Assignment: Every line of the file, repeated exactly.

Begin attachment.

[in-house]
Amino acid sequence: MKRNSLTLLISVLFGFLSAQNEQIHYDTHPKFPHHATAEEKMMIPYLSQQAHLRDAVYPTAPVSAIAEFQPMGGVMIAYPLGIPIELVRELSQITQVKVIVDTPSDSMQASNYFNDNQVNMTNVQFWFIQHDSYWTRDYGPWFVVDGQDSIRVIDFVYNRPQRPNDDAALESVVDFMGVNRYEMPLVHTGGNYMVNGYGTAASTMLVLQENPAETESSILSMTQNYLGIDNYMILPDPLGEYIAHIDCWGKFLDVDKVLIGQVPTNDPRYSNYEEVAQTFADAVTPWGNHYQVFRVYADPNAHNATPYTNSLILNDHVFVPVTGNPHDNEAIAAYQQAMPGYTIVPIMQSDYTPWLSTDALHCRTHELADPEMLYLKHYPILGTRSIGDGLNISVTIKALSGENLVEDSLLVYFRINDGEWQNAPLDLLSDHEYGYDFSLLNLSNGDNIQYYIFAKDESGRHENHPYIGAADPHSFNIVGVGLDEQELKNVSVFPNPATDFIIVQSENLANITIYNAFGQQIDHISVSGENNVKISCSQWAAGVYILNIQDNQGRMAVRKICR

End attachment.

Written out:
[in-house]
Amino acid sequence: MKRNSLTLLISVLFGFLSAQNEQIHYDTHPKFPHHATAEEKMMIPYLSQQAHLRDAVYPTAPVSAIAEFQPMGGVMIAYPLGIPIELVRELSQITQVKVIVDTPSDSMQASNYFNDNQVNMTNVQFWFIQHDSYWTRDYGPWFVVDGQDSIRVIDFVYNRPQRPNDDAALESVVDFMGVNRYEMPLVHTGGNYMVNGYGTAASTMLVLQENPAETESSILSMTQNYLGIDNYMILPDPLGEYIAHIDCWGKFLDVDKVLIGQVPTNDPRYSNYEEVAQTFADAVTPWGNHYQVFRVYADPNAHNATPYTNSLILNDHVFVPVTGNPHDNEAIAAYQQAMPGYTIVPIMQSDYTPWLSTDALHCRTHELADPEMLYLKHYPILGTRSIGDGLNISVTIKALSGENLVEDSLLVYFRINDGEWQNAPLDLLSDHEYGYDFSLLNLSNGDNIQYYIFAKDESGRHENHPYIGAADPHSFNIVGVGLDEQELKNVSVFPNPATDFIIVQSENLANITIYNAFGQQIDHISVSGENNVKISCSQWAAGVYILNIQDNQGRMAVRKICR